Man acquitted of rape loses Supreme Court criminal check case

image copyrightGetty Creative

A man acquitted of rape has lost his Supreme Court appeal to remove any reference to the case from his enhanced criminal records check.

The qualified teacher, who cannot be named, was found not guilty of a rape in 2011 after a Crown Court trial.

When he applied for a job following his acquittal, details of the allegation and verdict were included in his criminal records certificate.

He claims the reference infringed his right to respect for private life.

On Monday the Supreme Court unanimously dismissed the appeal. and ruled that disclosing the man's acquittal was proportionate in the context of his job application.

The court ruled that the chief police officer who had decided to include the information about the acquittal on the criminal check form was justified in doing so.

But the Supreme Court said the case raises "more general concerns", and "careful thought" needs to be given when disclosing allegations in cases where the person has later been acquitted.

The man, who is married with children, is a trained teacher but was working as a taxi driver at the time the allegation was made.

It was alleged he had raped someone who had been a passenger in his taxi. He said there had never been any sexual contact and he was found not guilty at trial.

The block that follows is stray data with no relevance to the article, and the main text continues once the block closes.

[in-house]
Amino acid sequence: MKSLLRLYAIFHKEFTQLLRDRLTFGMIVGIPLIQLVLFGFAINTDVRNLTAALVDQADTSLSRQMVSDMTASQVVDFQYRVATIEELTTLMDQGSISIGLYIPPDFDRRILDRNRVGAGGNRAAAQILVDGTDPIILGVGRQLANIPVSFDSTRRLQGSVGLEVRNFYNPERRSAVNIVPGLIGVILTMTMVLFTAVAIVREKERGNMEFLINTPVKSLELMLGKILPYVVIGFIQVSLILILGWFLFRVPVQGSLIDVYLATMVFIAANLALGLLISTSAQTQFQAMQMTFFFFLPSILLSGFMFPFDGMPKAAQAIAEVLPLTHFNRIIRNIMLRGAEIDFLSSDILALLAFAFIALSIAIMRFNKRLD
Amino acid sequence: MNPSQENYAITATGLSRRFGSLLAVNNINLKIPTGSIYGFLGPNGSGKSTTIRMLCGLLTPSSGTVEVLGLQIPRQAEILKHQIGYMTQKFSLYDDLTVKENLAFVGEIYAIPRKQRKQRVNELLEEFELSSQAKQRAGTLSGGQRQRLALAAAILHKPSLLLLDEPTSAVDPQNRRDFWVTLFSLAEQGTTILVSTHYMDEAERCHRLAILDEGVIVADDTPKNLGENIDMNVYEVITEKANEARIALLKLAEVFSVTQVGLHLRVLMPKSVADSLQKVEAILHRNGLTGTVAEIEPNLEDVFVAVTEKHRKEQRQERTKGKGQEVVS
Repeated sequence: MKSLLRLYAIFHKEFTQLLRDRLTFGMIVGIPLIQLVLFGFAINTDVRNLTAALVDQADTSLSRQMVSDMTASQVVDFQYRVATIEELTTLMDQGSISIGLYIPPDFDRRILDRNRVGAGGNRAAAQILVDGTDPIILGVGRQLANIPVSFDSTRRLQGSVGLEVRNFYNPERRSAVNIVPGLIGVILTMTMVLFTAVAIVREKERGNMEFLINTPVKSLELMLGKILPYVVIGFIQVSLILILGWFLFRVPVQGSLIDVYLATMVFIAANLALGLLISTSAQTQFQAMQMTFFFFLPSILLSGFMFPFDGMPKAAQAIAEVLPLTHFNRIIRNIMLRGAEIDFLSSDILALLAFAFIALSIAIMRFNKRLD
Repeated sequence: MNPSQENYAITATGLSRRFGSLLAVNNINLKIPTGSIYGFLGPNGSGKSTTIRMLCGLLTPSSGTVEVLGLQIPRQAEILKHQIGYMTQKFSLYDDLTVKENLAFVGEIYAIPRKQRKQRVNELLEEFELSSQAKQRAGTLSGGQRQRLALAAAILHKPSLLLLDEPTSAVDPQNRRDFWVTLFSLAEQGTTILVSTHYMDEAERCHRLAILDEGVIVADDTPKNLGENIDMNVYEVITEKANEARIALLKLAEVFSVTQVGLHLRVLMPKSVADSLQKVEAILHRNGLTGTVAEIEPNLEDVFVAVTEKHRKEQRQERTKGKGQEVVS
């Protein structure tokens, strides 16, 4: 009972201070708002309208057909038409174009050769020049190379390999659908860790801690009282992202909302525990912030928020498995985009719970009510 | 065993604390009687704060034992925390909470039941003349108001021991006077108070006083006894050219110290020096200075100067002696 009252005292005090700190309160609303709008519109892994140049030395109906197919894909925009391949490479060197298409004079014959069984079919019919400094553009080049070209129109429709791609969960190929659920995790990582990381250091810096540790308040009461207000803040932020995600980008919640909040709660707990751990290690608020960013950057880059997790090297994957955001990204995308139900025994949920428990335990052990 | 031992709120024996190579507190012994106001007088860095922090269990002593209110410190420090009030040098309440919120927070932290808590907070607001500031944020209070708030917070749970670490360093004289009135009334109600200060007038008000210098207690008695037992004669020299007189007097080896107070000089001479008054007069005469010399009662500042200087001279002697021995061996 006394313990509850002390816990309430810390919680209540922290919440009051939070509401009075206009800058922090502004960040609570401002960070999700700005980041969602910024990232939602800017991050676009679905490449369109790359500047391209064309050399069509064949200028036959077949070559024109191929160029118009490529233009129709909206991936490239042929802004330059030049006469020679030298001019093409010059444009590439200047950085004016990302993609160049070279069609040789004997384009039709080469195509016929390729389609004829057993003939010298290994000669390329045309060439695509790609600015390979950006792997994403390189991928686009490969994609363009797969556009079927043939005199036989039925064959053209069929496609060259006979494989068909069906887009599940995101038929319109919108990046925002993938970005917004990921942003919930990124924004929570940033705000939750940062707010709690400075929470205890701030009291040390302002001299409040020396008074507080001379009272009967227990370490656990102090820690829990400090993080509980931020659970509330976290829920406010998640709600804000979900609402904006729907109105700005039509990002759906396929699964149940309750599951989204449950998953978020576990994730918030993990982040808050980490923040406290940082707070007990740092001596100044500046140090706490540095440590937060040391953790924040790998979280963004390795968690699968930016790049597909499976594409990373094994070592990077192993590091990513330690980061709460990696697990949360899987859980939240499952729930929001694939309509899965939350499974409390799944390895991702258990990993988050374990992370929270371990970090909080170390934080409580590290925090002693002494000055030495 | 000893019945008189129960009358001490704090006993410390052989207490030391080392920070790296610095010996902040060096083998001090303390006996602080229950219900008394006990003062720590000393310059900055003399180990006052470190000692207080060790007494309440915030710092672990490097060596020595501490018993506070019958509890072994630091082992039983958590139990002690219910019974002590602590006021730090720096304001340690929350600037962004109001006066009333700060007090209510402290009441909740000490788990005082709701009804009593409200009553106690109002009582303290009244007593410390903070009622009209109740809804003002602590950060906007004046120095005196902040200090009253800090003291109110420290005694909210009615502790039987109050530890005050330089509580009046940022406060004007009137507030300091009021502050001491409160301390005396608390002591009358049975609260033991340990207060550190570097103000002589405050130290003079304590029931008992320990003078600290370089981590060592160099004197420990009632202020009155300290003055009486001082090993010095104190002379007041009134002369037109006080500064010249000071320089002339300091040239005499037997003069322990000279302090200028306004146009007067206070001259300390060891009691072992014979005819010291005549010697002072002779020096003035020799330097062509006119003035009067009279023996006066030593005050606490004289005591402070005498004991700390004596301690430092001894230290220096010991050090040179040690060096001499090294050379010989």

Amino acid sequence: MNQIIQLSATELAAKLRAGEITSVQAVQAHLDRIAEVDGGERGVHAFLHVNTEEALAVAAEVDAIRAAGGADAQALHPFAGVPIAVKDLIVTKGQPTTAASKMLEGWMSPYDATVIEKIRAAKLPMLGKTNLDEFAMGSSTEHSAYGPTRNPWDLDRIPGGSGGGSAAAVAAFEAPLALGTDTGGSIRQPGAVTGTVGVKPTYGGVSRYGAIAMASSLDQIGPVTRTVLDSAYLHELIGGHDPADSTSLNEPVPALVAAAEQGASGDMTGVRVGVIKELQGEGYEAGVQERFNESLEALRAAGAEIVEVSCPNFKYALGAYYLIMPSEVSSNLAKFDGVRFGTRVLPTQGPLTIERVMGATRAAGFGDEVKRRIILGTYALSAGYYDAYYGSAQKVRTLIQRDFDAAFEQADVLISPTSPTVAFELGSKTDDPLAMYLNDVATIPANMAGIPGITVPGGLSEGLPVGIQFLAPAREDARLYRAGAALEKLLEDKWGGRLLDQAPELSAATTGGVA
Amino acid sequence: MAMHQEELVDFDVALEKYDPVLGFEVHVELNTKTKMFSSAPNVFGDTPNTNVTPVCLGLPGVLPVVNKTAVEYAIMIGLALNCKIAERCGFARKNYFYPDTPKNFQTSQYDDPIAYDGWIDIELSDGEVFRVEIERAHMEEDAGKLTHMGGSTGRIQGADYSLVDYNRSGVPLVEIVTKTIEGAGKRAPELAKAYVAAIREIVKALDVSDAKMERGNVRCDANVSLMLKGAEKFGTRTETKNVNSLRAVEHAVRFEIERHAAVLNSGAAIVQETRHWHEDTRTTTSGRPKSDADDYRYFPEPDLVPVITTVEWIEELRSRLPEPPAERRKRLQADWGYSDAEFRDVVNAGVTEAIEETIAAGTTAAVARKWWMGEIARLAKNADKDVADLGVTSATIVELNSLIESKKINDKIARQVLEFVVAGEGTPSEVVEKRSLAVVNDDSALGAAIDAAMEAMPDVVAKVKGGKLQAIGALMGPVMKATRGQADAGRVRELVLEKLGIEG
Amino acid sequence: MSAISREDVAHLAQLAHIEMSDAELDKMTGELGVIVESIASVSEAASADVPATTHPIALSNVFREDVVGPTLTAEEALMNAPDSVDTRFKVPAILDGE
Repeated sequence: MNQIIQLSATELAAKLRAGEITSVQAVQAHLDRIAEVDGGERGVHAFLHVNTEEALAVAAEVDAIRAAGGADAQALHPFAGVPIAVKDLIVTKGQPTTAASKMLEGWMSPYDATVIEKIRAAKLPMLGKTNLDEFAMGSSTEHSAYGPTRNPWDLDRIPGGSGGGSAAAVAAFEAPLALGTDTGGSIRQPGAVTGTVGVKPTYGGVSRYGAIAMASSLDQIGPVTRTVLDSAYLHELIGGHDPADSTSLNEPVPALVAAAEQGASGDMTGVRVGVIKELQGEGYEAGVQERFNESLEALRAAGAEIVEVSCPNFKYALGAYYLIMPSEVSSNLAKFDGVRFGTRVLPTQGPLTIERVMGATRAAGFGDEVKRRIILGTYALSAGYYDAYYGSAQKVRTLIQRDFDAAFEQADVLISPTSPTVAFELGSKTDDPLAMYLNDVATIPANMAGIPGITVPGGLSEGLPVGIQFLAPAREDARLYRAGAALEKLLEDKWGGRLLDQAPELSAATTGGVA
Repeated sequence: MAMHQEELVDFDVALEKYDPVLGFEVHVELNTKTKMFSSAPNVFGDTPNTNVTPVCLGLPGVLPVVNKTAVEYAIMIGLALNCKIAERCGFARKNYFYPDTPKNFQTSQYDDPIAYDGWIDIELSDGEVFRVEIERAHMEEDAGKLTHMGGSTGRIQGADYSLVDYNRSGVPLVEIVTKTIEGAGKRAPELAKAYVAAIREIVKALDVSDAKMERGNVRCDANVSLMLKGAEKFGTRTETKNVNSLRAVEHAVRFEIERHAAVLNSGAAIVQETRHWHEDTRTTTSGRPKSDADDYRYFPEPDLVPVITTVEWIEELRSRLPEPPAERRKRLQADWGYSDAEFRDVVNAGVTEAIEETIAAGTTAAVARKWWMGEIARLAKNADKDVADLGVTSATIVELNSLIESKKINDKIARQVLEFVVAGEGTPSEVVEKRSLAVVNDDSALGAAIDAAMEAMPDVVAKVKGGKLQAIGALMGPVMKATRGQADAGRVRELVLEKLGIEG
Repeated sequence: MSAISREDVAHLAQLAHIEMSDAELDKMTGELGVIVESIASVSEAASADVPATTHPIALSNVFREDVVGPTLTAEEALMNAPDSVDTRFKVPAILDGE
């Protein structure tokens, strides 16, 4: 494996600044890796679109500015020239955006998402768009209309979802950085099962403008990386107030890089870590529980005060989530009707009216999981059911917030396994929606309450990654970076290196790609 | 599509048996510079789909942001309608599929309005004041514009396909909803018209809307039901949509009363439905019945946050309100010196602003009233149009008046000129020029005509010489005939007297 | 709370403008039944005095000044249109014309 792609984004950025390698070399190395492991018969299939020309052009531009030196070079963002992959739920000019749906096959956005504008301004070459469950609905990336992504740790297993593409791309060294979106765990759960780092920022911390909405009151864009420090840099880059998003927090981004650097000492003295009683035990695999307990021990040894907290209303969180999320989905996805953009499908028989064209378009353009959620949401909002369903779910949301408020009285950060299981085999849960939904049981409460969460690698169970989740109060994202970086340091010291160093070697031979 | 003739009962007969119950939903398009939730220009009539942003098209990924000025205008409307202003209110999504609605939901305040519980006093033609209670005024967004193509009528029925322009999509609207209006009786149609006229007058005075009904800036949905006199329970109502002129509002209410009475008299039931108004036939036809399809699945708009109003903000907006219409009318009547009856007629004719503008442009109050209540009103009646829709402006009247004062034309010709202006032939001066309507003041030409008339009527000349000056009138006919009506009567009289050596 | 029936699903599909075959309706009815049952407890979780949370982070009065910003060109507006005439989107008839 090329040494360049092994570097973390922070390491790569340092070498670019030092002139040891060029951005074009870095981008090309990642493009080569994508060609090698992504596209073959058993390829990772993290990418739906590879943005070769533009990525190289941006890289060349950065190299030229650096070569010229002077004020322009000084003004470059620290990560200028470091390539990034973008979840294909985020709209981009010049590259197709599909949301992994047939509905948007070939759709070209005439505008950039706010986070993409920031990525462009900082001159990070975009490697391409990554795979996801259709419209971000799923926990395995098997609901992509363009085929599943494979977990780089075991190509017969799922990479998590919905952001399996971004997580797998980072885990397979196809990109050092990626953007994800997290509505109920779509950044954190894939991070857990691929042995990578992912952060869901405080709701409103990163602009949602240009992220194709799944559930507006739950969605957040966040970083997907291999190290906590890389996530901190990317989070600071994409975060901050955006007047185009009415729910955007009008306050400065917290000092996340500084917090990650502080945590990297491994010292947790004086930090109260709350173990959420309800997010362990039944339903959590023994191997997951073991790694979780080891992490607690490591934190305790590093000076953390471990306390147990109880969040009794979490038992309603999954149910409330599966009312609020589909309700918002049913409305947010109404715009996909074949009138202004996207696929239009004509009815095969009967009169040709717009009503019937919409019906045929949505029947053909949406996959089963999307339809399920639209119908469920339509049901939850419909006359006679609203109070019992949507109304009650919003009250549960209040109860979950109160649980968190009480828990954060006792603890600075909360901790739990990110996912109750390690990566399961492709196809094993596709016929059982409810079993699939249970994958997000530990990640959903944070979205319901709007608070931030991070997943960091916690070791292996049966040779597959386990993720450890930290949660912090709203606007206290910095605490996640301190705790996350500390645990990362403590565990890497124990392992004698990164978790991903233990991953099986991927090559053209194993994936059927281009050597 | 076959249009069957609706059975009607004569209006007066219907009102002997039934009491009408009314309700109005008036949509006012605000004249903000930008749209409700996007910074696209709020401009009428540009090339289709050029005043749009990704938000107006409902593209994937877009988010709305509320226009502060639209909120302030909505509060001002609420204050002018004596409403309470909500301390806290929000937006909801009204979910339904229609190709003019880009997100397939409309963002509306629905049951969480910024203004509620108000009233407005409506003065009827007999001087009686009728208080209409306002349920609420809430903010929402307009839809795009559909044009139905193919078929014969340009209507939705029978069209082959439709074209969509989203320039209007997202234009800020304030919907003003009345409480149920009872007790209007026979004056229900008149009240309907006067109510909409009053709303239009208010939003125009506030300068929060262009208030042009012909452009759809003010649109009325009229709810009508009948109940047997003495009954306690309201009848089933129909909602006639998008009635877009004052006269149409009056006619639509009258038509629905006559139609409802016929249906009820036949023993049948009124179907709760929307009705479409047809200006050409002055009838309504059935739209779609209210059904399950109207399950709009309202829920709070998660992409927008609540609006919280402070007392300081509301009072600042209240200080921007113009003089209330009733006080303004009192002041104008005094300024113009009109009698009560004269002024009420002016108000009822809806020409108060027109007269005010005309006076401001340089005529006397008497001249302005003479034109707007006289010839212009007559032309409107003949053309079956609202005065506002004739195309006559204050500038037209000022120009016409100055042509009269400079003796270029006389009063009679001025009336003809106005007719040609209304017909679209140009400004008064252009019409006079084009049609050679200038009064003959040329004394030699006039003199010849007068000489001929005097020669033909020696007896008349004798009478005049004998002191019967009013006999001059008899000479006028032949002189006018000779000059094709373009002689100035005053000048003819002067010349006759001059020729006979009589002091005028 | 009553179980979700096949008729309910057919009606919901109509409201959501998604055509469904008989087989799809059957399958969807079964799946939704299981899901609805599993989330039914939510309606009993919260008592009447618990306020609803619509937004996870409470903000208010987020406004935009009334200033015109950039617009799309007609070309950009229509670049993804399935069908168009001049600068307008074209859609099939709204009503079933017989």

'Unfair stigmatisation'

Following the acquittal, he applied for an Enhanced Criminal Record Certificate (ECRC) - a type of criminal record check for employers, often required for jobs which involve contact with children or vulnerable people.

The ECRC was issued with details of the rape charge and not guilty verdict. The man objected to the information being included, arguing he had not been convicted and that it failed to give a full account of the evidence in the trial.

He said it infringed his right to respect for private and family life, as well as his right to presumption of innocence.

"When I apply for jobs, this rape allegation is disclosed on my CRB and therefore employers will not consider me," the man wrote in a letter in 2011 when he appealed against the criminal record check.

The Court of Appeal ruled against him in 2016, saying it was reasonable and proportionate.

The man appealed again against the ruling and the case went to the Supreme Court.

Handing down the judgment on Monday, Lord Carnwath, sitting with four other justices, said the information about the charge and acquittal "was in no way secret" and a "matter of public record".

But the court said the issues that the case raised "further consideration outside the scope of this appeal".

Lord Carnwath said there was a lack of information and guidance about how employers should treat criminal records checks which state the person was found not guilty of a charge.

"Even if the ECRC is expressed in entirely neutral terms, there must be a danger that the employer would infer that the disclosure would not have been made unless the chief officer had formed a view of likely guilt," he said.

Lord Carnwath added: "We have been shown reports which emphasise the importance of not excluding the convicted from consideration for employment, but they say nothing about the acquitted, who surely deserve greater protection from unfair stigmatisation."

Related Topics